NFL Decides to keep the Pro Bowl… Unfortunately

Although it may be a joke, the Pro Bowl is here to stay for another year.

The New Orleans Saints’ Twitter account made it official on Wednesday with this tweet:

The NFL announced the 2013 Pro Bowl will be played at Aloha Stadium in Honolulu, Hawaii on Sunday, Jan. 27

Earlier in the year many reports stated that the NFL might cancel the Pro Bowl. For too long, it had failed to attract the game’s biggest stars, most of whom would rather not make the long trek to Hawaii to play in an exhibition game. Now, like many other NFL fans out there, I could care less about the Pro Bowl. Just a bunch of great players(not even some of the superstars) giving about 11% and going half-ass throughout the entire game. Now I understand why the players don’t go 100%, they don’t want to get hurt. As a player I wouldn’t want to get hurt either, but at least try and make the game entertaining. Over the years, the Pro Bowl has become to look like a basketball game. Offenses going up and down the field while the defenses just sit back and kick it. Occasionally you can get a player such as, Ray Lewis, who may bring a little intensity to the field, but to most players it is all just jibber-jabber.

The NFL has given the game a little incentive for the players this year. Like baseball, who has awarded the winning league home field advantage in the World Series, the NFL is now awarding the winning players just a bit more than the losers. The winners will receive $53,000 and the losers will receive $26,000. As a normal, everyday citizen in the Untied States of America, that money may seem like a good chunk of change. But, to NFL players, that’s exactly what it it, change. They don’t care if they get $53,000 dollars for winning, they’ll spend that that night in Hawaii on strippers and cocaine. I digress, but still, NFL players are not going to see this money as anything special. Roger Goodell and co. are trying to make this all-star game less of a joke, I’ve yet to see any progress.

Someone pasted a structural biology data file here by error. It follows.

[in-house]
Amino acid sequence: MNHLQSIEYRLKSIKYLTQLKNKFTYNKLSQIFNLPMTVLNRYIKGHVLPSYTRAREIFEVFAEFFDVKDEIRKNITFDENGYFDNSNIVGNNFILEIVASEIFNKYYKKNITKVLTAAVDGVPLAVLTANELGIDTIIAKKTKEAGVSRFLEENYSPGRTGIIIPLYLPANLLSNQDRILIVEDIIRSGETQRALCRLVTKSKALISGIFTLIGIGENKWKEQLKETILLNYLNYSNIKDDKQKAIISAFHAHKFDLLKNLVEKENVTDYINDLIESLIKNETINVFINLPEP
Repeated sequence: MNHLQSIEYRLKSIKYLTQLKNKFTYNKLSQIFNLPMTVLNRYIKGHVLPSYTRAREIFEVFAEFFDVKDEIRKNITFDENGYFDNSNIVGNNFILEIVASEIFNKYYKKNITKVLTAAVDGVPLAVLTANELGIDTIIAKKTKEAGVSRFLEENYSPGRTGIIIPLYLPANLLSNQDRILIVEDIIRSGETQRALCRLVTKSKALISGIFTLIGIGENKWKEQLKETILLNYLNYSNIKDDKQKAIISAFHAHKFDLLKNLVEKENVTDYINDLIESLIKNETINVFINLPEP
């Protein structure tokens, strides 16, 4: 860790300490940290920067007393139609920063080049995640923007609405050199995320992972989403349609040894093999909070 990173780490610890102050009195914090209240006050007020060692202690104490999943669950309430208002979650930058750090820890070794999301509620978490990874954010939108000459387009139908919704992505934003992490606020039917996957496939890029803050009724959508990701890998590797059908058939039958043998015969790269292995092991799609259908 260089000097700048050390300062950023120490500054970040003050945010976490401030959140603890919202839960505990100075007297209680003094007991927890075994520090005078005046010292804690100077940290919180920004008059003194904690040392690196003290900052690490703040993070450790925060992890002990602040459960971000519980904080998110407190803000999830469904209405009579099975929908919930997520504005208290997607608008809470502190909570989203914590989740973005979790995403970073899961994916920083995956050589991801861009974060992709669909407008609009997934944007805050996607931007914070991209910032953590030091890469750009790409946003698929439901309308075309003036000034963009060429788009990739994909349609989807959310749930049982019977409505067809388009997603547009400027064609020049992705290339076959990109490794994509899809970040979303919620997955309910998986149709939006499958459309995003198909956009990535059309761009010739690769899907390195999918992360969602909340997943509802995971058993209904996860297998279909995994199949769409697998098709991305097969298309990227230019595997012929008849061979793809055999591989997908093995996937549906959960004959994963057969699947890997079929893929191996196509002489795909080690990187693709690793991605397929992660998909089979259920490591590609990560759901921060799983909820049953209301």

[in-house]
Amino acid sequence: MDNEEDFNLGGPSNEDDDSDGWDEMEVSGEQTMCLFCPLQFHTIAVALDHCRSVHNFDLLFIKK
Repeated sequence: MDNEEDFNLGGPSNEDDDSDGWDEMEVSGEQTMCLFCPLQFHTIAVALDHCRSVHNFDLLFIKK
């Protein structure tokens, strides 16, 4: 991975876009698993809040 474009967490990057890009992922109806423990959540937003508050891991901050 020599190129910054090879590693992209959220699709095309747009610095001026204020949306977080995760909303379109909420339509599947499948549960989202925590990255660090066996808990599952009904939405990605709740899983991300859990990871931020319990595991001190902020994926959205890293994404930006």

The Pro Bowl is widely considered to be one of the most unsuccessful all-star events in all of professional sports. It’s often seen as a chore rather than an honor, but perhaps Goodell is out to change that. As a fan, I am ashamed to say that this all-star game is the worst of the three major sports. When you look at the atrocity that we call the MLB All-Star game, how can the Pro Bowl be any worse, and I’ll give you one reason why: The Players. The MLB and even the NBA are able to lure the best and most popular players every year to come to the All-Star game and the All-Star weekend festivities. The Slam Dunk contest is brutally bad now, the Homerun Derby is about as good as going to my backyard and playing wiffleball, and what does the NFL do? A Passing Competition, I mean come on now, the most popular sport in the U.S.A. is having trouble getting fans? That’s when you know you have a problem.

The Pro Bowl may be on for 2013, but how much longer will it stick around after that? The game isn’t gaining any popularity among fans or players, so if the 2013 edition fails as badly as the 2012 game, you’d have to think that either a new format or a cancellation will be introduced.

This could be the Pro Bowl’s one last chance… Thank goodness.

Country Breakfast’s Fantasy Football Big Board